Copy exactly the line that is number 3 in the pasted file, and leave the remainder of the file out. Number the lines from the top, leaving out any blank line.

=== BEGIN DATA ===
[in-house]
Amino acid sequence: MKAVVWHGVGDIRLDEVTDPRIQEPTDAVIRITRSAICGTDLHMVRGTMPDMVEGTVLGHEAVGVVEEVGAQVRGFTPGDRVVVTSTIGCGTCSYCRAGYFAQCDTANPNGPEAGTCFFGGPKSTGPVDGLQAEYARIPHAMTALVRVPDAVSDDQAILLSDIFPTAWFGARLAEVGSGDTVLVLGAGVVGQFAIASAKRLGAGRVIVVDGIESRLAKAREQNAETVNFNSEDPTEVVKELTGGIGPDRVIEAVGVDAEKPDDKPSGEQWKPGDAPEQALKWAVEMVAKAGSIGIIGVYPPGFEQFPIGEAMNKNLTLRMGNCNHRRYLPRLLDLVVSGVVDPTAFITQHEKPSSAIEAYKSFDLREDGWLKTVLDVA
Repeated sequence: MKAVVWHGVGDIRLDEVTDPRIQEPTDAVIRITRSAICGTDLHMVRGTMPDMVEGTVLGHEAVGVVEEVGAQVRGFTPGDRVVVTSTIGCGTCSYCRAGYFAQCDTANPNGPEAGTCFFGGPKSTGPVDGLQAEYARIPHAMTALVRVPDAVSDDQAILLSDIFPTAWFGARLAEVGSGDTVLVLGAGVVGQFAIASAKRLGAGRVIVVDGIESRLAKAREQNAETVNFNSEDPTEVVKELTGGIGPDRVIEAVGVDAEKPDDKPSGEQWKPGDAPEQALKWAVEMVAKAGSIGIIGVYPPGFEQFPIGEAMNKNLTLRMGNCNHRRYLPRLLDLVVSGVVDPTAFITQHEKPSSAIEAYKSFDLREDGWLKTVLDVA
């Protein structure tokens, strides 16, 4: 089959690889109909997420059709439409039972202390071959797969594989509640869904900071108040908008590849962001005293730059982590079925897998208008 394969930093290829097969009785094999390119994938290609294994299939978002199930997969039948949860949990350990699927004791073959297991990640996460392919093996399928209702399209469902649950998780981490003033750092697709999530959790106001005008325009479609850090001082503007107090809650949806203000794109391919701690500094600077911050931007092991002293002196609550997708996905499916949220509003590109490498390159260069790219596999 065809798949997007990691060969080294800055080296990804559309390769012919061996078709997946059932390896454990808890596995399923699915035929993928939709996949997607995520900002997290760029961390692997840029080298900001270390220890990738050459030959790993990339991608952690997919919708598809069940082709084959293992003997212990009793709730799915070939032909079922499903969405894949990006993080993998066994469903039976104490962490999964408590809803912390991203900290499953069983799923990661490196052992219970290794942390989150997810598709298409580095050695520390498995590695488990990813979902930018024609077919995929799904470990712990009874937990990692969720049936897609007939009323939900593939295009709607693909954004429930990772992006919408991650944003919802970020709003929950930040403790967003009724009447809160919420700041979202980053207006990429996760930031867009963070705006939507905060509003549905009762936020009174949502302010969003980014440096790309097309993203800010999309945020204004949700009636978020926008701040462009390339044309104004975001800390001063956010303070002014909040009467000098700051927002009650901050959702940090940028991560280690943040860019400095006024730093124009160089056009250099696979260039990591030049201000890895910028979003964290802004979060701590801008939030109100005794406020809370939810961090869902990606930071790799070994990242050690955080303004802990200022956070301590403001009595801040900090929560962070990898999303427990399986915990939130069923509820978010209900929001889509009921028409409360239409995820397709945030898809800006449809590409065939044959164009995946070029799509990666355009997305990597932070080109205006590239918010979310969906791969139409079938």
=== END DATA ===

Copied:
Repeated sequence: MKAVVWHGVGDIRLDEVTDPRIQEPTDAVIRITRSAICGTDLHMVRGTMPDMVEGTVLGHEAVGVVEEVGAQVRGFTPGDRVVVTSTIGCGTCSYCRAGYFAQCDTANPNGPEAGTCFFGGPKSTGPVDGLQAEYARIPHAMTALVRVPDAVSDDQAILLSDIFPTAWFGARLAEVGSGDTVLVLGAGVVGQFAIASAKRLGAGRVIVVDGIESRLAKAREQNAETVNFNSEDPTEVVKELTGGIGPDRVIEAVGVDAEKPDDKPSGEQWKPGDAPEQALKWAVEMVAKAGSIGIIGVYPPGFEQFPIGEAMNKNLTLRMGNCNHRRYLPRLLDLVVSGVVDPTAFITQHEKPSSAIEAYKSFDLREDGWLKTVLDVA